Last season, we ran regular prospect updates here at Raw Charge from our resident curmudgeonly junior hockey expert, Seldo. But this year, he’s had, I don’t know...a real life to take care of or something? So because of that, I’m going to try to fill the void with some semi-regular check-ins on how the prospects are doing. As usual, you can get more frequent coverage over at Bolt Prospects.
I am not an expert on prospects and I don’t have a chance to watch much junior hockey so these reports will be more of a quick look based on the data available. For more in-depth coverage, keep an eye out for Justin’s coverage of Syracuse, Tracey’s coverage of Orlando, and Lauren’s coverage of junior hockey.
The first chart shows points per game for each player. This gives us a quick look at how they are playing but also has limitations because what a player’s scoring rate means can be very different depending on the league and the age of the player.
Gabe Fortier is off to a strong start scoring over a point per game in the QMJHL. Lauren covered his season so far here in discussing whether he deserved an invite to camp for Team Canada at the World Junior Championships. Radim Salda is also having a solid year in the Q and will likely be playing for the Czech team at the WJC.
Another name that stands out a bit is Ryan Lohin. He’s put up a point per game pace in the NCAA through his first twelve games as a junior. If he continues that pace, he might sign an Entry Level Contract next summer and head to Syracuse.
To try to account for the quality of the league in which players are playing, the next chart shows NHL equivalencies based on the adjustments provided by Corsica. In this chart, a point in a league that is close to the NHL in quality will be worth more than a point in a league that is not.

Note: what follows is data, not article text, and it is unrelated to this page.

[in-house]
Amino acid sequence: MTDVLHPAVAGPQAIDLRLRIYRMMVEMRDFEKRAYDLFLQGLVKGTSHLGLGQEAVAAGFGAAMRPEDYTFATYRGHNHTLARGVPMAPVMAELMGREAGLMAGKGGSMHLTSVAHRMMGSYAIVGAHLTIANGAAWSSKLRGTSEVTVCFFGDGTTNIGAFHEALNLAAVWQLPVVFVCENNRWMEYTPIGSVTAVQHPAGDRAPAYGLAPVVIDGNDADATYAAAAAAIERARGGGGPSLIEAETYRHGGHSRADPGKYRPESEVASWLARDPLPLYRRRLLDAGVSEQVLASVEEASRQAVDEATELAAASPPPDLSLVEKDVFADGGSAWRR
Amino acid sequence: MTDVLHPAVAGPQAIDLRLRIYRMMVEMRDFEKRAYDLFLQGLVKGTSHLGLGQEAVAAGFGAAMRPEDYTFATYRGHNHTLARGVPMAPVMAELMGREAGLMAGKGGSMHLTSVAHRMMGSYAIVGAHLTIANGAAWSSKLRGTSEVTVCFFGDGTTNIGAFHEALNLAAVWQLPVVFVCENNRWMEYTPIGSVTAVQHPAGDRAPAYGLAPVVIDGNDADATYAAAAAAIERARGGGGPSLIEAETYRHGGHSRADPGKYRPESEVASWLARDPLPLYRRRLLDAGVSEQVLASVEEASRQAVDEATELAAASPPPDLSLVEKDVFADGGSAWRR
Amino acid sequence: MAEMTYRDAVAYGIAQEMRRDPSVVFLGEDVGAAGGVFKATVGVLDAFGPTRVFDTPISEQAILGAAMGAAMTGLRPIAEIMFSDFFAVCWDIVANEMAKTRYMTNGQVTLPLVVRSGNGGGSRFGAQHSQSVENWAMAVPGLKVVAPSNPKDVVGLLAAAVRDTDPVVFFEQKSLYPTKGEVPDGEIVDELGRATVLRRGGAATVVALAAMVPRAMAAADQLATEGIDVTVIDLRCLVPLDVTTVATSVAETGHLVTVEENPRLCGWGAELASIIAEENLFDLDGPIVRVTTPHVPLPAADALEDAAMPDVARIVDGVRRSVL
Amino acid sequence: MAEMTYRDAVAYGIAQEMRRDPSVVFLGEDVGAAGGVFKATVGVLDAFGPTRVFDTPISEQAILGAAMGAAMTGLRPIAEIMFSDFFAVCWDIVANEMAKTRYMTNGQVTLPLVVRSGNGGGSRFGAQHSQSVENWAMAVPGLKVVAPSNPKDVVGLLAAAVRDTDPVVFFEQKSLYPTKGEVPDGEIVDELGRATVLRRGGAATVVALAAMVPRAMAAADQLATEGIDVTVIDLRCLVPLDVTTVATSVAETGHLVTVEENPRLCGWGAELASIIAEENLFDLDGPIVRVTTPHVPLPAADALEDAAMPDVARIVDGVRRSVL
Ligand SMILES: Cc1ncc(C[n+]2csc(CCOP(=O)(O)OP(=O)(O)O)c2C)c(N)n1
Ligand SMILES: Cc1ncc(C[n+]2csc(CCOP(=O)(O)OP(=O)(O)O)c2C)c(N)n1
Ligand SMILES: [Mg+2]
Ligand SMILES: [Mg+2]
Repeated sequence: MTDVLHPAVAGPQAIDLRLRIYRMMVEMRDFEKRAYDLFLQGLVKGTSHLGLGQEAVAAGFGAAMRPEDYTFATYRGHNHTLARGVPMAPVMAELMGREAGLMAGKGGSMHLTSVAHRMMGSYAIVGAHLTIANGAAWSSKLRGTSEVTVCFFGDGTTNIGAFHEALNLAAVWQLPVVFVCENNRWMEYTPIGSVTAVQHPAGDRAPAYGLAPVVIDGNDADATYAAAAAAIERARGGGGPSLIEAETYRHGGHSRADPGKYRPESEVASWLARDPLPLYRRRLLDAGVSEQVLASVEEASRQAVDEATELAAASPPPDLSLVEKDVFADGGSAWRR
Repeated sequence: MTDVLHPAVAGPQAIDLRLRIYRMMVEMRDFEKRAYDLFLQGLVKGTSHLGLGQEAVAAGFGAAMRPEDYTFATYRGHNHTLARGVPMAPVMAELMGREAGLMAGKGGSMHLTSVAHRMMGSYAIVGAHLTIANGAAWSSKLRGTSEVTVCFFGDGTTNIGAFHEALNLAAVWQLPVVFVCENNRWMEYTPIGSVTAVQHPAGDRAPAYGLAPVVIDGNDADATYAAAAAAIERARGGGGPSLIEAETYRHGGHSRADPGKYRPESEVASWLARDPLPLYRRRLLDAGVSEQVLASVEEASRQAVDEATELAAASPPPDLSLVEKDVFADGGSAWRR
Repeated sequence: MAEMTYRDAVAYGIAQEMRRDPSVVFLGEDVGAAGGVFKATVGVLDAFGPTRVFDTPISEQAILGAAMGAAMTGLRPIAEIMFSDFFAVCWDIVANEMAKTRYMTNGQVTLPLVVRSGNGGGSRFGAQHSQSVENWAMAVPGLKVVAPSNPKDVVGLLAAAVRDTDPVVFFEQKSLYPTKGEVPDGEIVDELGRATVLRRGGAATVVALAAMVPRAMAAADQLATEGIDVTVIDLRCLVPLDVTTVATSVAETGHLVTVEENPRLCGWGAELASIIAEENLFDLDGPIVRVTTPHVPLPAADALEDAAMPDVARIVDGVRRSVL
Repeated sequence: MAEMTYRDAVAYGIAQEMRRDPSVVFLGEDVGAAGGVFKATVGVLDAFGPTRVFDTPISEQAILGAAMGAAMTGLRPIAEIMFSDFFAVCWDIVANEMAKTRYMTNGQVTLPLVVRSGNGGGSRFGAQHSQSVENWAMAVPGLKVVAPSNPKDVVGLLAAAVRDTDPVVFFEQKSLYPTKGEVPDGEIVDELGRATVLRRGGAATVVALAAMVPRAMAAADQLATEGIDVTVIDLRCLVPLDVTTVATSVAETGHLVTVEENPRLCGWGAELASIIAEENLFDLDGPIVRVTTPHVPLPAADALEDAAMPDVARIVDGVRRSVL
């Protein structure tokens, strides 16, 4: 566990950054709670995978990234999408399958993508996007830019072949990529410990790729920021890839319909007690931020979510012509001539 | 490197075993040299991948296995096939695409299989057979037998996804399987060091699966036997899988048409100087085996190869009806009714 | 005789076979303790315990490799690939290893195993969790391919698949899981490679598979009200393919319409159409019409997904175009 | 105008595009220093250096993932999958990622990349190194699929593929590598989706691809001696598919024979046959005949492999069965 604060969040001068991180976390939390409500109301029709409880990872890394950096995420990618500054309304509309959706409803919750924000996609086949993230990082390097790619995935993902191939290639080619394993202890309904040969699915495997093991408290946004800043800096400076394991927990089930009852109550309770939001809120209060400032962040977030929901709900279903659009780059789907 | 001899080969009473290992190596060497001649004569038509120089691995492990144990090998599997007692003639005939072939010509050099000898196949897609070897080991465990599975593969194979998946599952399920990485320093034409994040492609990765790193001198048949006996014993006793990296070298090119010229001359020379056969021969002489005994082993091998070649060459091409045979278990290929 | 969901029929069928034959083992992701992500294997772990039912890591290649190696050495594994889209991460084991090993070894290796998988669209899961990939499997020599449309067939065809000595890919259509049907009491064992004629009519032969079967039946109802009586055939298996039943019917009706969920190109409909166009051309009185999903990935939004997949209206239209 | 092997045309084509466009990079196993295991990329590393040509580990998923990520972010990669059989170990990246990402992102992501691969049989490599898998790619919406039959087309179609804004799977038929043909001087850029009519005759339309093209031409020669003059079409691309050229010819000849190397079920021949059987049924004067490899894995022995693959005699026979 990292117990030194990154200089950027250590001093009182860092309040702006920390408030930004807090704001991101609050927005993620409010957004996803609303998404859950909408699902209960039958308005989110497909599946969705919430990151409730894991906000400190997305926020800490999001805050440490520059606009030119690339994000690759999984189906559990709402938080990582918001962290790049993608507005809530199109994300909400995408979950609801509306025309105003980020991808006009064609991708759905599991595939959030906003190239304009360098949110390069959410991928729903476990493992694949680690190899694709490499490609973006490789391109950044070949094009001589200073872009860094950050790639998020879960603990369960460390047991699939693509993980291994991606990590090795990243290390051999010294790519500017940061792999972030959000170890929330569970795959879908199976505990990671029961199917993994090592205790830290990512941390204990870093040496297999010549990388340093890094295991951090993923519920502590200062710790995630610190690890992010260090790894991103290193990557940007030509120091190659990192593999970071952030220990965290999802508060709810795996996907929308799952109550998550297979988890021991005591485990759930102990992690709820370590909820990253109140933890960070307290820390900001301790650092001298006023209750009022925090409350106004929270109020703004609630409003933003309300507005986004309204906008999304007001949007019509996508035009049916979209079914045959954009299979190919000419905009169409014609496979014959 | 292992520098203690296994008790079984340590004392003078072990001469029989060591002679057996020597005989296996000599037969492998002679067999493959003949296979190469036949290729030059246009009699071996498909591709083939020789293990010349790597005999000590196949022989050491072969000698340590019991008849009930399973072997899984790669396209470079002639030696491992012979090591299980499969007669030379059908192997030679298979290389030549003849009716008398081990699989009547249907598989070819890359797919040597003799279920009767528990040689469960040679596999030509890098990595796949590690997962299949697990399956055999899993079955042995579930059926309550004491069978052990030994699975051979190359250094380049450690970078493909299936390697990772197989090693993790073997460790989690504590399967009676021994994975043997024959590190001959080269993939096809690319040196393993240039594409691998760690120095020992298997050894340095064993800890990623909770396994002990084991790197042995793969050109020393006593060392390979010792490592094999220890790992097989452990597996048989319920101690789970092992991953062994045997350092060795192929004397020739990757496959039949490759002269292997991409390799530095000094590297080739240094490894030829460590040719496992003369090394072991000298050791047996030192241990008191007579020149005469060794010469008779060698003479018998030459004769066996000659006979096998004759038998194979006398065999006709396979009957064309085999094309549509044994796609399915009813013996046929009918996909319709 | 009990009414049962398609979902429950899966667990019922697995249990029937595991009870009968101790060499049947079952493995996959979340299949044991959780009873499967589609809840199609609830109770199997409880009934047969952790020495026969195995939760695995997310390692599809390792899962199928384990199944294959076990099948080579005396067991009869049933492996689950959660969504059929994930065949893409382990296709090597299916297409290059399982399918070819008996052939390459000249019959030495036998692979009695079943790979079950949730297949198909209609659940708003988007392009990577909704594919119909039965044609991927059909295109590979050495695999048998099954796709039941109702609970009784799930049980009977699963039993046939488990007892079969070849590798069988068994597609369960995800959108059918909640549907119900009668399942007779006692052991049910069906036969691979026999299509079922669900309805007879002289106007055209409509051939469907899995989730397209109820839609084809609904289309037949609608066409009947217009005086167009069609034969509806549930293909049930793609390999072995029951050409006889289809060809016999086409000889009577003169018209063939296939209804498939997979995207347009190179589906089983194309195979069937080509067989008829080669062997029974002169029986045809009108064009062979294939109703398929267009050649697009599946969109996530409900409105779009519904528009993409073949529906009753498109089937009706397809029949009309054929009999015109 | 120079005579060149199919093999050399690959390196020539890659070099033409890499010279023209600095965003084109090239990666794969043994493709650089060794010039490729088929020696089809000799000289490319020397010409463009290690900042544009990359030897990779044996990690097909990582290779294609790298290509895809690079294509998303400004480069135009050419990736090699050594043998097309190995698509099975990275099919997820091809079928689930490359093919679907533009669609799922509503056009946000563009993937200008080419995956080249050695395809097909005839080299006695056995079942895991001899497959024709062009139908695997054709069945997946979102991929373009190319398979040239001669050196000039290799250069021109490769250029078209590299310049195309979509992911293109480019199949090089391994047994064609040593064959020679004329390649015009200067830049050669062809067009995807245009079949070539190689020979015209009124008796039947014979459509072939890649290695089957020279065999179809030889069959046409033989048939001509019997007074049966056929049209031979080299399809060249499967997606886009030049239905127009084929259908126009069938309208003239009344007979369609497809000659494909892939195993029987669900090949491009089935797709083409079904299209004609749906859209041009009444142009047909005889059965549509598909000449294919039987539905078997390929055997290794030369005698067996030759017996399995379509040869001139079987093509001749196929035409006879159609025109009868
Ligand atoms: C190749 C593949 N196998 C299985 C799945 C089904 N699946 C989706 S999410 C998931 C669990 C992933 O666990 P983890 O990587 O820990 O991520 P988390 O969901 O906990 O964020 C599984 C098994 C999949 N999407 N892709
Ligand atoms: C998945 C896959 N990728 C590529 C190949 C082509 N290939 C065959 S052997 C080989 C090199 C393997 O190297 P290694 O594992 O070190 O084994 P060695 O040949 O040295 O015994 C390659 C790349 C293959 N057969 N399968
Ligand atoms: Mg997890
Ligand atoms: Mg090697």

Not surprisingly, we see players in the AHL at the top of the list here. Carter Verhaeghe has been great in Syracuse playing often on the top line with Cory Conacher and Alex Barré-Boulet who also makes an appearance. Those two are scoring at or above a point per game in the AHL and that’s impressive. On defense, Erik Cernak was playing great in Syracuse before making the jump to the NHL where he looks like he more than belongs.
While the NHL equivalencies are helpful, they don’t account for the age of the player. One way to attempt to do this is to see where a player ranks among players the same age in the same league using percentiles.
Using this approach, Fortier and Salda look much better than they did using the equivalencies. Both are among the leaders in the Q in points per game among players in their age range. Cole Guttman and Sammy Walker also get a bump for putting up good numbers in their freshman season in the NCAA. Both are smaller offensive forwards picked in the late rounds in 2017. Walker has made enough of an impression to get an invite to USA Hockey camp for the WJC and Guttman is playing just as well if not better at Denver.
Dmitri Semykin deserves some attention too. He was the player the Lightning picked in the third round in this year’s draft that sent all the pundits scrambling. Last year, that was Alex Volkov. And he’s now a bonafide prospect. Semykin could follow a similar path as he is tied for second in scoring among nineteen year old defenders this season in the MHL, which is the second-tier league in Russia below the KHL.
One final name we have to mention is Alexey Lipanov. Lauren took a deep dive into his play earlier this season and the trend hasn’t changed. For a player his age in the OHL and picked as highly as he was, he is not performing where he should be. Of all the players in the system, his lack of progress is the most concerning.
Overall, the Lightning have a healthy if unconventional group of prospects. With only three players in the CHL, keeping tabs on players is harder. But the players in the NCAA are doing well and Semykin looks solid in the MHL. We’ll do our best to keep you updated on their progress over the rest of the season.